Tarnished for Life: The error in throwing away those who have made mistakes


[Image: A person walking away from the viewer on some kind of beach, leaving footprints on the wet sand.]

Sometimes human beings do terrible things. They fuck up. They hurt people. They damage things. They do ridiculous, horrible shit. Sometimes they are punished for what they do. Sometimes they aren’t. But no matter what happens to them legally after they do their terrible thing, what do we do with them after they’ve served their time, paid their debt to society, or been declared unable to be criminally pursued?

There’s a polarizing concept in popular culture that once someone has done something terrible, they have no future, but instead should cease to exist. No matter how young they are, how much they could potentially offer the world, no matter how much time they have left on this earth, they don’t deserve to be a part of anything anymore. They should be cut off and excommunicated from the human race. And while this idea might feel justified for those who have suffered and those that know the heinous nature of the crime, this tarnished for life, ceasing to exist idea is not practical and, in the end, not helpful.

While it’s easy and sometimes seems only logical to put people like perpetrators of violence into a box of inhumanity, where they are not one of us decent people but some other category of human, it’s not true. Humans are capable of terrible things. The nightly news tells us this every night. Doing something horrible doesn’t mean you are not a person. It also does not prevent you from existing after this terrible thing has happened.

So what are we to do with people once they have done their horrible deed? Read on any comment thread about any variety of crimes or offenses and there will be someone calling for that person’s murder. But we can’t murder everyone who has done something terrible. Neither can we afford to throw these people away. If you want to honor the humanity of the victims of this terrible act, you have to honor the humanity of the person that also committed it. They are not an other now. They are still people and when their lives are still in front of them, they need something to do with it.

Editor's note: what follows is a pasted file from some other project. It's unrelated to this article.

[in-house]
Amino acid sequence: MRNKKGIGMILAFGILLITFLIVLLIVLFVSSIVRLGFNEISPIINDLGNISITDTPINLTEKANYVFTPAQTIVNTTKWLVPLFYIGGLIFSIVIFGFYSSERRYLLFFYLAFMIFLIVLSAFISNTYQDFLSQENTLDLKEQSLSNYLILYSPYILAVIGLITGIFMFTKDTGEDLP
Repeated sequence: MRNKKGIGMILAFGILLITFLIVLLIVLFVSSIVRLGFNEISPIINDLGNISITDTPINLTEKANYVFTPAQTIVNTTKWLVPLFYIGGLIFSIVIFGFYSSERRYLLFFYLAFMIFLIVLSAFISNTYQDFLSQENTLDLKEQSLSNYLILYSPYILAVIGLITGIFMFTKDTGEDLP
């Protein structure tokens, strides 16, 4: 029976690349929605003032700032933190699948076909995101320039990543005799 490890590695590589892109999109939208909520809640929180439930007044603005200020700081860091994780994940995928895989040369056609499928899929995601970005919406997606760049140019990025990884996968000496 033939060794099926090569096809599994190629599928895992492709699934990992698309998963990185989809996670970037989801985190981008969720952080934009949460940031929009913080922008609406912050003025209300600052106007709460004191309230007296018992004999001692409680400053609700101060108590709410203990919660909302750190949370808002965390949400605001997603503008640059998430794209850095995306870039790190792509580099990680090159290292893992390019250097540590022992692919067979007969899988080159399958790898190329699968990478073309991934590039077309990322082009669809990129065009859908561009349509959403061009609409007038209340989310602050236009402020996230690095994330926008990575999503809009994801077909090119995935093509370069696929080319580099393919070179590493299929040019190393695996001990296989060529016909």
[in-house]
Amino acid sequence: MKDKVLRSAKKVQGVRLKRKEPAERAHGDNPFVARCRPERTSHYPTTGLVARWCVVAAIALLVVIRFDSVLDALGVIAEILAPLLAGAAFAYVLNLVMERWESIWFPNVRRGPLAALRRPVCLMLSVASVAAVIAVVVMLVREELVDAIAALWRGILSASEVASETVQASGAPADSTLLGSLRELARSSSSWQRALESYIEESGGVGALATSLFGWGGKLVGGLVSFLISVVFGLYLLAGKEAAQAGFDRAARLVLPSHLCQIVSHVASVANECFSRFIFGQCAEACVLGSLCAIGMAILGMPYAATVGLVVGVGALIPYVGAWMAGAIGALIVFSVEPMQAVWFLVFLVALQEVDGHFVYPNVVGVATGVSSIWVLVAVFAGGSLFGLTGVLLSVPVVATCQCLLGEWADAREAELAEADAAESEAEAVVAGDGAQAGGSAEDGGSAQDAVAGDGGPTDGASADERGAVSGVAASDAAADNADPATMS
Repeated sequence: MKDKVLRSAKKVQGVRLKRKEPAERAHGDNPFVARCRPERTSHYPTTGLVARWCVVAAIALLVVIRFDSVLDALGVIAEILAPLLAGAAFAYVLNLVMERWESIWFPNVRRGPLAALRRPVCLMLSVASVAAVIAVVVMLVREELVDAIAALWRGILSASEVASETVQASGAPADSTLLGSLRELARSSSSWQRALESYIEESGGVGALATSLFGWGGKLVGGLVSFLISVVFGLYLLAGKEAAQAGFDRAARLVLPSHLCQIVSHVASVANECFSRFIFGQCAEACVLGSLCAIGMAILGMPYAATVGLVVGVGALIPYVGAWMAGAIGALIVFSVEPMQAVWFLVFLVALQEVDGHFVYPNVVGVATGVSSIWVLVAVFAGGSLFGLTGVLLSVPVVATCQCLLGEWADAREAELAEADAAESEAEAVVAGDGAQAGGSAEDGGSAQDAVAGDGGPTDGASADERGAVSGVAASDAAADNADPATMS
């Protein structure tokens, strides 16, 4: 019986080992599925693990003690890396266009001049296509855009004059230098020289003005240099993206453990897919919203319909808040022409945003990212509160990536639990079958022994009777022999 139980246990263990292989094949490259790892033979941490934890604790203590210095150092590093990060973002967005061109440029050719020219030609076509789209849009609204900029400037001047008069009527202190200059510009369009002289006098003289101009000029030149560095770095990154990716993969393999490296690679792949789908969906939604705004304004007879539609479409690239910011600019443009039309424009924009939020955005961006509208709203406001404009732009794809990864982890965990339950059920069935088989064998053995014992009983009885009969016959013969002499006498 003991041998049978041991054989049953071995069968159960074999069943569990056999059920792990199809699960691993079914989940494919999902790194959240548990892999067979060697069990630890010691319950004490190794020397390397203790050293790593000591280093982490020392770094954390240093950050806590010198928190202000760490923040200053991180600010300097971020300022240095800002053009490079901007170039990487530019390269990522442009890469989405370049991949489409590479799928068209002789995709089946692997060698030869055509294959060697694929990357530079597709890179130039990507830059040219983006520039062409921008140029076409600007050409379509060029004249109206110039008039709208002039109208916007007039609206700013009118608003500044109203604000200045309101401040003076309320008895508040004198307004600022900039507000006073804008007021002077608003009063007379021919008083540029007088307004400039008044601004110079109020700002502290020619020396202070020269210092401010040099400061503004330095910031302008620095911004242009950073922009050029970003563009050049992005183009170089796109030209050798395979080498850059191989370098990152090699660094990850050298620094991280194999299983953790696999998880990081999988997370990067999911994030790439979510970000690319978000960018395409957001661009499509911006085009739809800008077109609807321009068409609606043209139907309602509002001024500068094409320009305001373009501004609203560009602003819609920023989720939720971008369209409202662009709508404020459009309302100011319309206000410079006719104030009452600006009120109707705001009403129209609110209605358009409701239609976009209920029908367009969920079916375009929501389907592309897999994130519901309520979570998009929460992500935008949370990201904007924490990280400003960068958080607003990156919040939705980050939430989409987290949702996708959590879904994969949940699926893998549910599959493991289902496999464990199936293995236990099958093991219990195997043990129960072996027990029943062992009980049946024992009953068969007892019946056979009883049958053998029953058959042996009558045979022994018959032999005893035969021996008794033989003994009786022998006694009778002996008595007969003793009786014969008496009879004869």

When I was organizer for V-Day 2008 at MBC we screened the documentary Until The Violence Stops. In that movie was a man who was a former abuser. He spoke openly, with tears running down his face, about his shameful past behavior where he beat his wife. He recalled his toddler child once trying to protect his mother from his father. I was stunned. I had never heard an abuser talk about their abuse and the environment they had been raised in that had facilitated this abuse.

While abusers should in no way dominate the conversation about domestic violence, they do need to be included. How are we ever going to stand any kind of crime or form of abuse if all that is examined is one side of the story? This is not to validate the abuse, but to figure out why it happened. What leads to violence? What warning signs are there that someone can become violent? What kind of intervention works to prevent violence? How can someone who has been violent be rehabilitated?

It would be one thing if someone who has committed a crime or wronged someone just ceased to exist after this event happened. But it doesn’t. When someone does something horrible, no matter how horrible it is, they’re still alive. Even if their way of making amends is small, even if all they do is make the world slightly less shitty in tiny portions from behind bars, they deserve that chance. Everyone deserves a chance to improve world and that chance should never be taken away.